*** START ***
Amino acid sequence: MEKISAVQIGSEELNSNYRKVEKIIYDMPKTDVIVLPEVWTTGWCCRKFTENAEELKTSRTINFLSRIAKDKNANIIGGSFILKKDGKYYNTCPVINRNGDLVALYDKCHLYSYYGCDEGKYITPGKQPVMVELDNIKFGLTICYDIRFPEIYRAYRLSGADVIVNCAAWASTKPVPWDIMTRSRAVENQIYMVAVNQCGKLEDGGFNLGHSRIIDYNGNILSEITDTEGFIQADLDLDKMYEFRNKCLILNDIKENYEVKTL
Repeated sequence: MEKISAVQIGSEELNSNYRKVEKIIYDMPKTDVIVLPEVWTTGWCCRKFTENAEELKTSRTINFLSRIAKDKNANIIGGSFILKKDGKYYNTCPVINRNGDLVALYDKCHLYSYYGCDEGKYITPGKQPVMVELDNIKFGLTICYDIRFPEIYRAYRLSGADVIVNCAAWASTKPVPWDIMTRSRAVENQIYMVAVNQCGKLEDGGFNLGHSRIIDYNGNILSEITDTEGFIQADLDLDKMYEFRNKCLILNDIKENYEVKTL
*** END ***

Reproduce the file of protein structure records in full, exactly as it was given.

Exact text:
Amino acid sequence: MEKISAVQIGSEELNSNYRKVEKIIYDMPKTDVIVLPEVWTTGWCCRKFTENAEELKTSRTINFLSRIAKDKNANIIGGSFILKKDGKYYNTCPVINRNGDLVALYDKCHLYSYYGCDEGKYITPGKQPVMVELDNIKFGLTICYDIRFPEIYRAYRLSGADVIVNCAAWASTKPVPWDIMTRSRAVENQIYMVAVNQCGKLEDGGFNLGHSRIIDYNGNILSEITDTEGFIQADLDLDKMYEFRNKCLILNDIKENYEVKTL
Repeated sequence: MEKISAVQIGSEELNSNYRKVEKIIYDMPKTDVIVLPEVWTTGWCCRKFTENAEELKTSRTINFLSRIAKDKNANIIGGSFILKKDGKYYNTCPVINRNGDLVALYDKCHLYSYYGCDEGKYITPGKQPVMVELDNIKFGLTICYDIRFPEIYRAYRLSGADVIVNCAAWASTKPVPWDIMTRSRAVENQIYMVAVNQCGKLEDGGFNLGHSRIIDYNGNILSEITDTEGFIQADLDLDKMYEFRNKCLILNDIKENYEVKTL